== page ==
Recent press reports may have left readers with the idea that the EU is about to legislate to “ban” or “censor” holiday snaps of famous monuments and art works and/or make it illegal to upload them to Facebook or Instagram.
There is no such legal proposal on the table.
Even if there were, it would require the agreement not only of MEPs but of a large majority of Member States, most of which, like the UK, currently apply “freedom of panorama”. That principle allows anyone to publish, even for commercial ends, images of public places, including the buildings and public art works permanently located in those places.
Some other Member States, including France and Belgium, have laws which restrict – usually to non-commercial purposes – the use of such images without prior authorisation.
But they do not seek to ban people from taking photos for their own pleasure. Neither is there any evidence that tourists are being dragged through French or Belgian courts simply for uploading holiday photos to their Facebook page, as the reports suggest would be the case if similar rules were extended EU-wide.
A general review which will culminate in European Commission proposals to update EU copyright law for the digital age is in progress.
As part of the review, a German MEP proposed that freedom of panorama should be stipulated everywhere in the EU.
Her colleagues on a European Parliament committee disagreed and instead voted that, across the EU, “commercial use of photographs, video footage or other images of works which are permanently located in physical public places should always be subject to prior authorisation from the authors or any proxy acting for them.”
But the European Parliament as a whole has yet to vote. And when it does, it will adopt only a “non-legislative resolution”: in effect a non-binding recommendation.
It will then be for the European Commission to put forward formal proposals to revise copyright law.
In turn, the Commission’s proposals will need agreement not only by the Parliament but also by a large majority of EU Member States. That is the way the EU works. European laws are proposed by the European Commission but only take effect if agreed, usually after amendment, by elected MEPs and – by a large majority – elected national Ministers.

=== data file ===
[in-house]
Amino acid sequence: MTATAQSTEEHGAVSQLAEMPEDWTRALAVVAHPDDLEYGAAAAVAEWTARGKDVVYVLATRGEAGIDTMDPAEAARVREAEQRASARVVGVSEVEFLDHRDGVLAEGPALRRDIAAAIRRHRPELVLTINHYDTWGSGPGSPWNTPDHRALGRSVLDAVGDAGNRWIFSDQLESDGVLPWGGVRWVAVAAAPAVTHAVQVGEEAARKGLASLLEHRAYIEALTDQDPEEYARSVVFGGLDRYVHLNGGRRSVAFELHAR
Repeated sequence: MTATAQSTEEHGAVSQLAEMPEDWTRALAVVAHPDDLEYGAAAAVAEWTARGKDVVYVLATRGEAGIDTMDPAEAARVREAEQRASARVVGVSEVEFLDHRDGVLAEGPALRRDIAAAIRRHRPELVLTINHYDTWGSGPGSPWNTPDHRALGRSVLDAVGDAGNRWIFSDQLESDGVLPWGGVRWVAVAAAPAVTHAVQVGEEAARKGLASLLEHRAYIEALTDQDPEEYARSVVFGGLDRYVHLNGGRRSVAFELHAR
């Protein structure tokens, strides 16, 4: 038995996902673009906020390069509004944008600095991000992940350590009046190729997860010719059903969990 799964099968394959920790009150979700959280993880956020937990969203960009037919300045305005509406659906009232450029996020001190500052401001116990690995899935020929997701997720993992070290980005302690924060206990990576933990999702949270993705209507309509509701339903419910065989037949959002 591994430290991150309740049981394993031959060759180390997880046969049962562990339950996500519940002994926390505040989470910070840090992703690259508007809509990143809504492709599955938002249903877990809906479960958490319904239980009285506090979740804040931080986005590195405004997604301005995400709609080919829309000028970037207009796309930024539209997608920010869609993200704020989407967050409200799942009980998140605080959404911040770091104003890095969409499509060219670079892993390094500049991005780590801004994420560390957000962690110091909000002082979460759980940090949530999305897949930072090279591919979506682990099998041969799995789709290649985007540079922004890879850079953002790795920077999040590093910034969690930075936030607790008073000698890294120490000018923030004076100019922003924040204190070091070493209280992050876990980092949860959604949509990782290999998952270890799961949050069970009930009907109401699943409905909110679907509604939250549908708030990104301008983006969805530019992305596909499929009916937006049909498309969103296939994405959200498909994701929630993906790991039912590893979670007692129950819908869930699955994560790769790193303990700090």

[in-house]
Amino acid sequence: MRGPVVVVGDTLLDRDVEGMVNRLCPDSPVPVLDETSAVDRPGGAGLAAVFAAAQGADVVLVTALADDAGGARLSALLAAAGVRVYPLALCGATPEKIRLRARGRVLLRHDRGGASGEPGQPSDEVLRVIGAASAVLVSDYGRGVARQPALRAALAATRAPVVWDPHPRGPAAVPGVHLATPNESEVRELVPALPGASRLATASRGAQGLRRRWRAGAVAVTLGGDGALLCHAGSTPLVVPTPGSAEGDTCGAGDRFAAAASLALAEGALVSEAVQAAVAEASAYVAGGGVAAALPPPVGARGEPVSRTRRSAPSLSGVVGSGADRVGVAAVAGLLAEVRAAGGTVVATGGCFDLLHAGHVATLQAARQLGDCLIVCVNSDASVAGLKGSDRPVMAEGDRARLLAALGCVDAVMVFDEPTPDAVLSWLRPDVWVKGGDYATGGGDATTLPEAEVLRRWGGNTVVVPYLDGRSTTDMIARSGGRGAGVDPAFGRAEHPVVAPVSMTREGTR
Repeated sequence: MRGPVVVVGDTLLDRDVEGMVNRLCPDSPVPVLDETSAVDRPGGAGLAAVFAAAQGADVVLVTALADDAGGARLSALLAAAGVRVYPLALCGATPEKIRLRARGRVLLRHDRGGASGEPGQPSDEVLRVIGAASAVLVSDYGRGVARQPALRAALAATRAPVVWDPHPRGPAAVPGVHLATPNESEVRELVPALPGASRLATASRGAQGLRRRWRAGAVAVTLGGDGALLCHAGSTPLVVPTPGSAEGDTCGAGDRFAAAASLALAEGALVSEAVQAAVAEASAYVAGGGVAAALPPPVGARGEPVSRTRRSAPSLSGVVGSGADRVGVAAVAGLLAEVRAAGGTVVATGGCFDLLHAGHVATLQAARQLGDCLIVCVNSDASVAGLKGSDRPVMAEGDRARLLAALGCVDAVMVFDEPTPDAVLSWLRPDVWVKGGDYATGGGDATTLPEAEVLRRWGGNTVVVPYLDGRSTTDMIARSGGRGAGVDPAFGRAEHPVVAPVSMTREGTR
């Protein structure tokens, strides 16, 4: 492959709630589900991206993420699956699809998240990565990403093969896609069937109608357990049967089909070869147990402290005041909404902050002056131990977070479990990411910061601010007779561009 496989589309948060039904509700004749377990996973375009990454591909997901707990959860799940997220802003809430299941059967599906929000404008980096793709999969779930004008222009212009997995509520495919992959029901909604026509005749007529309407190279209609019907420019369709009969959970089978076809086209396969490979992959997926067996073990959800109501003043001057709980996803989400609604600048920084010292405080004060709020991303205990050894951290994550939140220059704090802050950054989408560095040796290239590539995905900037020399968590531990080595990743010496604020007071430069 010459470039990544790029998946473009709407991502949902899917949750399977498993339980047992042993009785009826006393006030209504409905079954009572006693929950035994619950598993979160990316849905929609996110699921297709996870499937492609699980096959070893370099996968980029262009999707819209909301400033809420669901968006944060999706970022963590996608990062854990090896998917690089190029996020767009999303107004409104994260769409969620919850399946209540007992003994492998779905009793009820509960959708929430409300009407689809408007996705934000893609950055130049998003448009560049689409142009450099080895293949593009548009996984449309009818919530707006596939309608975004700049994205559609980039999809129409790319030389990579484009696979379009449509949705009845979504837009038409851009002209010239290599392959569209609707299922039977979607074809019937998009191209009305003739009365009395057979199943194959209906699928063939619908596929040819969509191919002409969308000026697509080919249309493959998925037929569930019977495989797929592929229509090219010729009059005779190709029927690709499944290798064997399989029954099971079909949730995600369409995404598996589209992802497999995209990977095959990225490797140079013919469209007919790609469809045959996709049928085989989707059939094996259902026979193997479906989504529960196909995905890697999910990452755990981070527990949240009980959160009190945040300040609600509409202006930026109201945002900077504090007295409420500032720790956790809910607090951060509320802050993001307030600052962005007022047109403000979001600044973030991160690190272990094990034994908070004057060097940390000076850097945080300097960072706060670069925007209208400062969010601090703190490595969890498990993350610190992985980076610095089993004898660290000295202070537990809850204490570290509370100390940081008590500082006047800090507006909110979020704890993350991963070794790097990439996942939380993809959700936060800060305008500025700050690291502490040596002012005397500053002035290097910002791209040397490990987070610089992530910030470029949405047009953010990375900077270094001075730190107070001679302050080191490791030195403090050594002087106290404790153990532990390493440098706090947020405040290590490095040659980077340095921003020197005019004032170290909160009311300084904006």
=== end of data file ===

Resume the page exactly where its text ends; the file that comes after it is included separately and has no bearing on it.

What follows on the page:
It is of course perfectly fair for the media to draw attention to ideas put forward by a European Parliament committee.
But some of the headlines scream about an “absurd EU law” and “EU proposals”. Would British journalists ever describe as “an (absurd) British law” a non-binding resolution on which the UK Parliament had not even voted? Or call the self-generated position of a single Commons committee “UK proposals” or “UK government proposals”? They have done, roughly, the EU-level equivalent of that in the reports below.
There are many EU issues in the news at the moment but several UK newspapers still found room for a scare story suggesting that an “EU proposal” could mean “holiday snaps breach copyright” (Telegraph), “make sharing photographs of copyrighted landmarks illegal ” (Independent) and even that “TAKING photographs of the London Eye and the Angel of the North could soon be banned if the meddling European Union (EU) gets their (sic) way.” (Express). The Times meanwhile went with “How ‘absurd’ EU copyright law threatens to censor holiday snaps.” The Mail chose “‘Absurd’ new EU law could mean you’ll face legal action for taking pictures of famous landmarks.”
Update 14 July 2015: The European Parliament plenary on 9 July duly rejected by a large majority the committee amendment in favour of limiting freedom of panorama. Several newspapers reported this as if a major and imminent threat had been averted – “Holiday snaps saved” trumpeted the Daily Telegraph, for example. As explained above, this was only ever about one parliamentary committee’s view on a non-legislative report, about commercial use and not holiday snaps.